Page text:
Your 24-hour circadian rhythm is the primary factor that determines your sleep and wake cycle. Alongside your circadian rhythm is a complementary sleep pressure system in your brain. This system is especially susceptible to being disrupted by caffeine.
If you want to keep your sleep cycles on track, it’s a good idea to understand how your genes, gender, diet, and dosage all impact how your body processes caffeine.
Caffeine tricks your brain into thinking it’s not tired by blocking your sleepiness signal, adenosine. Adenosine is a brain molecule (neurotransmitter) that helps register elapsed time.
The longer you are awake, the more adenosine will accumulate in your brain, creating pressure to sleep. Sleep wipes the slate, resetting your adenosine levels.
Caffeine has a unique ability to disrupt this signal by transitioning from your blood into your brain—crossing a difficult border known as the blood-brain barrier.
Without caffeine, adenosine binds to receptors that send sleepiness signals throughout your body. However, if caffeine enters the brain, it fits in the same receptors and blocks adenosine from binding.
When adenosine receptors can’t fire, your brain falsely registers that it has been awake for a shorter period of time, making you feel more alert.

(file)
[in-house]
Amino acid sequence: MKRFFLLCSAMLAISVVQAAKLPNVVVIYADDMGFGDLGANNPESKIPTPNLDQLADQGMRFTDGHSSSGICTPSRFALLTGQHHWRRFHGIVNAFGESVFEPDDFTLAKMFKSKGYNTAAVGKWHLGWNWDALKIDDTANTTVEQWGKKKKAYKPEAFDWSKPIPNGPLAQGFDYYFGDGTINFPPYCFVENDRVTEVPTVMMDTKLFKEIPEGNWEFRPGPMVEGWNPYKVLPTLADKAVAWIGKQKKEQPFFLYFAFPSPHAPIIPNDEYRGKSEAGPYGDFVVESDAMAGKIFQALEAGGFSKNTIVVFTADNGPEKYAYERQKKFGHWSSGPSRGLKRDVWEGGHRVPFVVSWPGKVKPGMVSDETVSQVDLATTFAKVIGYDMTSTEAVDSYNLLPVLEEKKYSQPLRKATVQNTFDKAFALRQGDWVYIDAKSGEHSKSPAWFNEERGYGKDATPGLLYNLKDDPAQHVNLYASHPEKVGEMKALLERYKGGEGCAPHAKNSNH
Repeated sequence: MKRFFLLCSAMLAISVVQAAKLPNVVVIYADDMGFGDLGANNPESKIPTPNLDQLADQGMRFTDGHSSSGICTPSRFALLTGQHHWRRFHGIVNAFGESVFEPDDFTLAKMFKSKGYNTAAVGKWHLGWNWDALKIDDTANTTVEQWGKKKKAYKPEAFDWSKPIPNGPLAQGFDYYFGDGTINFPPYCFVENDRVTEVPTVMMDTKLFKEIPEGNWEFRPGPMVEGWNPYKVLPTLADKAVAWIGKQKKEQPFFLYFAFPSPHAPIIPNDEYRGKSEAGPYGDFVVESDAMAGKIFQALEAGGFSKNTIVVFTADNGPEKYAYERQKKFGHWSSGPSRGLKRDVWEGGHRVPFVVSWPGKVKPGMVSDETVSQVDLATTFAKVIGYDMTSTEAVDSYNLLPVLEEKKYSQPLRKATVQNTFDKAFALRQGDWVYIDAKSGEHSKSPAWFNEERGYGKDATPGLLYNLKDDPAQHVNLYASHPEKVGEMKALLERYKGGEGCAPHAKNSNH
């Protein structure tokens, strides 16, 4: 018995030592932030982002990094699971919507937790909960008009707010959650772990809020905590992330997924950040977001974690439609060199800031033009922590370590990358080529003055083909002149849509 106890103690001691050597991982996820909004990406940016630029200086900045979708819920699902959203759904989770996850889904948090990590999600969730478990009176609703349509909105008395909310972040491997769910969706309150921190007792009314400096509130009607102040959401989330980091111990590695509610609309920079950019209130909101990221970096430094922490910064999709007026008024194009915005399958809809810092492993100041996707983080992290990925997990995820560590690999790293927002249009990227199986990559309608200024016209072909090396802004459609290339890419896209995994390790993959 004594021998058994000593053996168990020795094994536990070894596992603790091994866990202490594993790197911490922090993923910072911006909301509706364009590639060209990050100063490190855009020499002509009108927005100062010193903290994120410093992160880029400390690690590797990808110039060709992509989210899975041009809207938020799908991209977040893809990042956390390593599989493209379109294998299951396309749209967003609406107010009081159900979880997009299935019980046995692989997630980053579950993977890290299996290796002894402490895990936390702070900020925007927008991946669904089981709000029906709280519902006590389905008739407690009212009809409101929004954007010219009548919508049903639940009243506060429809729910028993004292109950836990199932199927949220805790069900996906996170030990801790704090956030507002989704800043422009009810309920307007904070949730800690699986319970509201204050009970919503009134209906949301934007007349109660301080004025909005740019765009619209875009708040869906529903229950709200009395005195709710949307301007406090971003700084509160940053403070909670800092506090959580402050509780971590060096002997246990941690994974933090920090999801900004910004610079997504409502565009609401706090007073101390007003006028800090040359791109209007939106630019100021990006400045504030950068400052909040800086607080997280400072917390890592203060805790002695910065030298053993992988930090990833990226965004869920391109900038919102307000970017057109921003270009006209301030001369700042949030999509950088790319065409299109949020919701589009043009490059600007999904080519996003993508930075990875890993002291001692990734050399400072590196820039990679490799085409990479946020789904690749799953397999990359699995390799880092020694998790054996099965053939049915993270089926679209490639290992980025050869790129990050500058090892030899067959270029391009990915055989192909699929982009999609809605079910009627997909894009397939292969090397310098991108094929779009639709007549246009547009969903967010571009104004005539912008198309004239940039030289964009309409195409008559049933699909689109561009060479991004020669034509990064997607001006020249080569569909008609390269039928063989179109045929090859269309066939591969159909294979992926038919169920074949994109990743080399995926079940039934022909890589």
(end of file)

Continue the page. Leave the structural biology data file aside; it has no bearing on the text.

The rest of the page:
When caffeine leaves your system you experience a crash because all your adenosine has been building up and binds all at once. This experience can vary by person, as caffeine is cleared from your system at different rates.
Caffeine doesn’t last forever—it has a half life of 5 to 7 hours, which means it takes that many hours to break down half of the caffeine in your system.
For example, if you have a cup of coffee at 3 p.m., by 8 p.m. you have only metabolized half of that caffeine—the other half is still in your system.
However, half the population has a gene that leads to slower processing of caffeine, meaning the half life is even longer. Caffeine is metabolized by a particular enzyme in your liver, determined by your genes. Fifty percent of the population has a variant in this gene—CYP1A2—that makes them a slow vs. fast metabolizer. You can find this data through companies like 23andMe.
Other factors, such as hormones, may also impact how you break down caffeine. Women using hormonal birth control, for example, have an extended half life for caffeine, meaning it stays in their system for much longer.
When caffeine is in your system, it activates your nervous system and increases your resting heart rate (RHR). This can interfere with your ability to wind down before bed and may be evident in your RHR pattern as you sleep.
You might also see these patterns on days when caffeine is still in your system at bedtime:
Try observing how caffeine impacts you and keep in mind that soda, tea, medication, and even chocolate can contain enough caffeine to disrupt your sleep.